The Green Party has removed the party whip and suspended TDs Patrick Costello and Neasa Hourigan from its parliamentary party for six months.

The decision was taken after they failed to vote with the Government on a Sinn Féin motion in the Dáil last night.

The Green Party said it regretted having to take this step, but believed the effectiveness of Government relies on unity in every vote.

The departure of two Green TDs from the Government ranks means that the coalition's majority has been shaved to the bare minimum.

It is expected both TDs will apply for readmission to the party at the end of the six-month period.

Mr Costello and Ms Hourigan had earlier backed the Sinn Féin motion that called on the Government to secure public ownership of the land on which the new National Maternity Hospital will be built.

The non-binding motion was passed by the Dáil with 56 TDs voting in favour, ten opposing and 69 mainly Government TDs abstaining.

Ms Hourigan will retain her position as chairwoman of the Budgetary Oversight Committee while Mr Costello remains a member of the Committee on Children.

It had been open to Green Party leader Eamon Ryan to remove both TDs from their Committee positions, but he chose not to do it.

We need your consent to load this rte-player contentWe use rte-player to manage extra content that can set cookies on your device and collect data about your activity. Please review their details and accept them to load the content.Manage Preferences

Mr Costello said afterwards that he could not in good conscience vote against the Sinn Féin motion, but accepted this was frustrating for other Government parties.

The Tánaiste has told the Dáil that, "you can rest assured that the Government still has a majority in the Dáil, and has a substantial majority in the Seanad".

Leo Varadkar was responding to Solidarity-PBP TD Mick Barry who said that, "if the mood of discontent hardens among working people, that [Green] deputies Hourigan and Costello might be the least of your worries come the autumn".

Mr Varadkar said there was "little or no evidence" the opposition could come together to form a Government.

Minister for Children Roderic O'Gorman said the move to suspend Neasa Hourigan and Patrick Costello was "a difficult decision to take", but said voting against the Government was "a serious issue".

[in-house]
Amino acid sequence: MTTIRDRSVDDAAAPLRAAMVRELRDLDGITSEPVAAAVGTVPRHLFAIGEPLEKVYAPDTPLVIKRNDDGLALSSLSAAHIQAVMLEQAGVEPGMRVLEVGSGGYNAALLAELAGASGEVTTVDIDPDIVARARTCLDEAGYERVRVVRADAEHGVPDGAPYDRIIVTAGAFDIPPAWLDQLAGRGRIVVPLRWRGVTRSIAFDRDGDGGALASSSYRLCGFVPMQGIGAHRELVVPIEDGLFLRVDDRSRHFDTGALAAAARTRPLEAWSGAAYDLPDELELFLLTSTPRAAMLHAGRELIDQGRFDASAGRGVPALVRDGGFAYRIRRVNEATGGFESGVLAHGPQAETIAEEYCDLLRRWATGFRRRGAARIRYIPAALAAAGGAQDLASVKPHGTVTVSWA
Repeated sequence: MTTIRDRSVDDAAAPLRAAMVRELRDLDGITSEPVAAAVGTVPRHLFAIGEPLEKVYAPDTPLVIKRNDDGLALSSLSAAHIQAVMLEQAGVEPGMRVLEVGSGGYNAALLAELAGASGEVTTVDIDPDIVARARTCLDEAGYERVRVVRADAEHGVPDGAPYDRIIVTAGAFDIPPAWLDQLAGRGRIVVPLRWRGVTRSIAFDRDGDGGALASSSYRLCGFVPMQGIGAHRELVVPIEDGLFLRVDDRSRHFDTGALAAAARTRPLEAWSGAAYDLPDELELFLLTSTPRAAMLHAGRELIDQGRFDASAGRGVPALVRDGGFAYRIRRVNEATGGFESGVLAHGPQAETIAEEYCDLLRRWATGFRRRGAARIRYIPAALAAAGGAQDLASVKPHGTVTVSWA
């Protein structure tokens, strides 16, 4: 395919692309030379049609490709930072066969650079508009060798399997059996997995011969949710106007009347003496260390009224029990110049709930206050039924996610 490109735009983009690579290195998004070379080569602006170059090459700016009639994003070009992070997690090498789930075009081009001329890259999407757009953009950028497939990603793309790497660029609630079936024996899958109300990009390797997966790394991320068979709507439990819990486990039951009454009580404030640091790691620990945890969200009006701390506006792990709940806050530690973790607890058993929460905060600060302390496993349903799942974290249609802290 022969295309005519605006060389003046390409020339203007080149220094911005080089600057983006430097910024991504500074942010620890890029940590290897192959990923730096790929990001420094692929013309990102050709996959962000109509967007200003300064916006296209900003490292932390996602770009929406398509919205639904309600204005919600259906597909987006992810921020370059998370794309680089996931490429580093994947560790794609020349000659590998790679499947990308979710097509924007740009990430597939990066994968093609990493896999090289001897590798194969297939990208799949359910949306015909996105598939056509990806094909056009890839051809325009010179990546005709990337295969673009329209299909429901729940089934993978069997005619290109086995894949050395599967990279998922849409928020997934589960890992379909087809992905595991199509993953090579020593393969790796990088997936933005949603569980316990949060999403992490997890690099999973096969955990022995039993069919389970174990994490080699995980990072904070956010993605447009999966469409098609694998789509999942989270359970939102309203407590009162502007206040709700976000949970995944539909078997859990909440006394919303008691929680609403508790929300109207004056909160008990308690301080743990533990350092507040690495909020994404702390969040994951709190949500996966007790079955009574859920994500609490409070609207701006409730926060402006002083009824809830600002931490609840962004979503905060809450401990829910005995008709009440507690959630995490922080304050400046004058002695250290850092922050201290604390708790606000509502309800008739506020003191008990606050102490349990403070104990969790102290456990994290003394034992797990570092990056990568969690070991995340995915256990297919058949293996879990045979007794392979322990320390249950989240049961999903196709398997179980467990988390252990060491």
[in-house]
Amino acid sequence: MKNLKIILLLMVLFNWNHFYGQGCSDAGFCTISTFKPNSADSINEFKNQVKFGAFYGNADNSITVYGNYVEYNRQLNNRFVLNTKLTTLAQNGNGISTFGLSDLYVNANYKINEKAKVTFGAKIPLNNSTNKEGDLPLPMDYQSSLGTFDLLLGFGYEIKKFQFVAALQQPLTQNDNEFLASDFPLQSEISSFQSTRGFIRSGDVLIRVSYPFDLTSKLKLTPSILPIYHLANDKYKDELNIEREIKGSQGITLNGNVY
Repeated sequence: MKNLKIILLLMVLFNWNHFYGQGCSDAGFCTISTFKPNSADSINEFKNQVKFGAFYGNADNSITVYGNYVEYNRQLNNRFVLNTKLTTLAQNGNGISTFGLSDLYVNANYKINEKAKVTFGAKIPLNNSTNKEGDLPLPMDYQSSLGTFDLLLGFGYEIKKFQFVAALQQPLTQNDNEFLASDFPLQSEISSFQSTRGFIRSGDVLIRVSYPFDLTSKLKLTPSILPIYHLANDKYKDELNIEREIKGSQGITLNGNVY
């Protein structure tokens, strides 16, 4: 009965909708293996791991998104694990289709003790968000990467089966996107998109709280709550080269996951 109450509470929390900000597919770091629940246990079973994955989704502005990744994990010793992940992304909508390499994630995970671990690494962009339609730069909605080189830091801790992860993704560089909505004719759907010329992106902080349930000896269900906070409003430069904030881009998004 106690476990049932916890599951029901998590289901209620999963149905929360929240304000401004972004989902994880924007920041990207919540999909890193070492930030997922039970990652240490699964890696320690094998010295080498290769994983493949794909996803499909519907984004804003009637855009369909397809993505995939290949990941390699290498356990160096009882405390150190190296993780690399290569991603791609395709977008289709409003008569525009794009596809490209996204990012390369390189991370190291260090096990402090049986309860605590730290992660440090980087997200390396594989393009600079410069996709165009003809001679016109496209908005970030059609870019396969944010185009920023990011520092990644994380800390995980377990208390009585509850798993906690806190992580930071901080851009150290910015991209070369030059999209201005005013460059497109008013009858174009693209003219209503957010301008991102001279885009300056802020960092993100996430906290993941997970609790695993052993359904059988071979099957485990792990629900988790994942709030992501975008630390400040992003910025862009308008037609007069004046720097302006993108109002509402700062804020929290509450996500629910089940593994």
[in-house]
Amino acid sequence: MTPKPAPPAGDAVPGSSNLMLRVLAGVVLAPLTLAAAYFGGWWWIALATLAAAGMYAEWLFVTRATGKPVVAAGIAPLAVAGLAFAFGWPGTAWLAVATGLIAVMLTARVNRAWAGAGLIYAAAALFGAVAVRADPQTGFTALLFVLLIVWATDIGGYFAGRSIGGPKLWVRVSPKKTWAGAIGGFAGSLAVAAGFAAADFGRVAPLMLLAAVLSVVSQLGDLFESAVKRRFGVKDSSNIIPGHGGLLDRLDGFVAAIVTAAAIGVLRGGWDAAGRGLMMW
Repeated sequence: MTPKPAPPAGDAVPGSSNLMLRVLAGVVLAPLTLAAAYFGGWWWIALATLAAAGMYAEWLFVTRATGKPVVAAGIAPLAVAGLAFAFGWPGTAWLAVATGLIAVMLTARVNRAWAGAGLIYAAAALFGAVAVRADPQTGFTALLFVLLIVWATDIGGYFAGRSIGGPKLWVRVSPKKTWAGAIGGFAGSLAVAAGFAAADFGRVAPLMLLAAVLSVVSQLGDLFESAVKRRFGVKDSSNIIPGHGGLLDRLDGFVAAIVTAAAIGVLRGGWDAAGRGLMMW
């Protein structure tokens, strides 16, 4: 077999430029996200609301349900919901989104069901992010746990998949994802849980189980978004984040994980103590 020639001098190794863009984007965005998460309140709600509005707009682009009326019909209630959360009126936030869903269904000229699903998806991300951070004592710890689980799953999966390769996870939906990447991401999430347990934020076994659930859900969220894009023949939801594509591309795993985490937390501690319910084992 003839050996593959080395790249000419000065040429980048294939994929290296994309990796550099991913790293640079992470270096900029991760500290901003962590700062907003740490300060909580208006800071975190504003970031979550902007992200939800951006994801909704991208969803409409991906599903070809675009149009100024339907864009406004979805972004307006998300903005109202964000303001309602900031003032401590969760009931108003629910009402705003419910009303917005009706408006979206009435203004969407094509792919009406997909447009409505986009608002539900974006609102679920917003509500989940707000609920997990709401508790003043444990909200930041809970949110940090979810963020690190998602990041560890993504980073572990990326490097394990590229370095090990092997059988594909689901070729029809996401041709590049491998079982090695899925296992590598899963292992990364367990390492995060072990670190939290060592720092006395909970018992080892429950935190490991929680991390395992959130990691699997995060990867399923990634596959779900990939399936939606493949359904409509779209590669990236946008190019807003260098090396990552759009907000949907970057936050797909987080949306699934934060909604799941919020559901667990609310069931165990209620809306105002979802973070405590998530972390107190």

He said the delivery of the key Green Party policies in the Programme for Government required a unified party and Government, and so the difficult decision needed to be taken.

He said the path remained open for both TDs to return to the party in future.

'Unity of purpose'

Green Party Chief Whip Marc Ó Cathasaigh has said while the Government now has a tight majority, it still has a working majority, and will not need to rely on the votes of independents to pass a budget.

Speaking on RTÉ's Drivetime, Mr Ó Cathasaigh said there must be unity in Government in order for it to function in a coherent way.

Following the two Green Party suspensions, the coalition will move through the next six months with a Dáil majority of just one.

Mr Ó Cathasaigh said party leader Eamon Ryan did not have a gun to his head in making the decision, adding that it was following discussions between he and Mr Ryan, with no other parties involved.

"Consensus means unanimous in this instance. I presented what was my recommendation to the parliamentary party, and it was accepted by consensus," he said.

Mr Ó Cathasaigh said the two TDs were sanctioned because "there was voting guidance issues with regard to a Government vote, and they chose to vote in a way that was not in accordance with that Government vote".

"There must be unity in Government as well in terms of trying to achieve what is an incredibly ambitious programme for government... it’s a huge job of work to be done," he said.

"We have a tight Government majority but we have a working Government majority, that doesn’t rely on the votes of independents in order to pass a budget," he said.

He said he accepted that both TDs had genuine concerns around the issue of the National Maternity Hospital, and did not take the decision lightly to vote against the Government.

Asked about the Tánaiste’s comments in which he said it would have helped if Stephen Donnelly had presented the plan to the coalition and the public earlier, Mr Ó Cathasaigh said he would not speak on behalf of either of them, adding that the two-week delay in confirming the move helped to clarify issues.

Meanwhile Senator Pauline O'Reilly, Green Party Chair, said there is unity of purpose in the party.

Ms Hourigan and Mr Costello knew there would be sanctions after they voted against the Government and these sanctions were imposed by consensus, Senator O'Reilly added.

"We would hope both deputies will return to the fold after six months ... everyone in the party has the utmost respect for both of them."

Senator O'Reilly said all members of the party believe the new National Maternity Hospital should be built on public land but that land simply was not for sale.

However, she said, further reassurances about the hospital have been given over the last number of months, including the extension of the lease from 99 to 299 years.

She told RTÉ's Morning Ireland that difficult decisions have to be made by Government and this is the best decision for the women of Ireland.

Ms O'Reilly said that the Green Party is achieving in Government.

"All of our ministries are intact and are working very hard," she said.

Ciarán Cannon, Fine Gael TD for Galway East, told Morning Ireland there are no long term implications from the outcome of the two Green TDs support of the Sinn Féin motion in the Dáil.

Fianna Fail TD Barry Cowen warned the suspension puts "pressure on the Government because its majority is down to one" vote.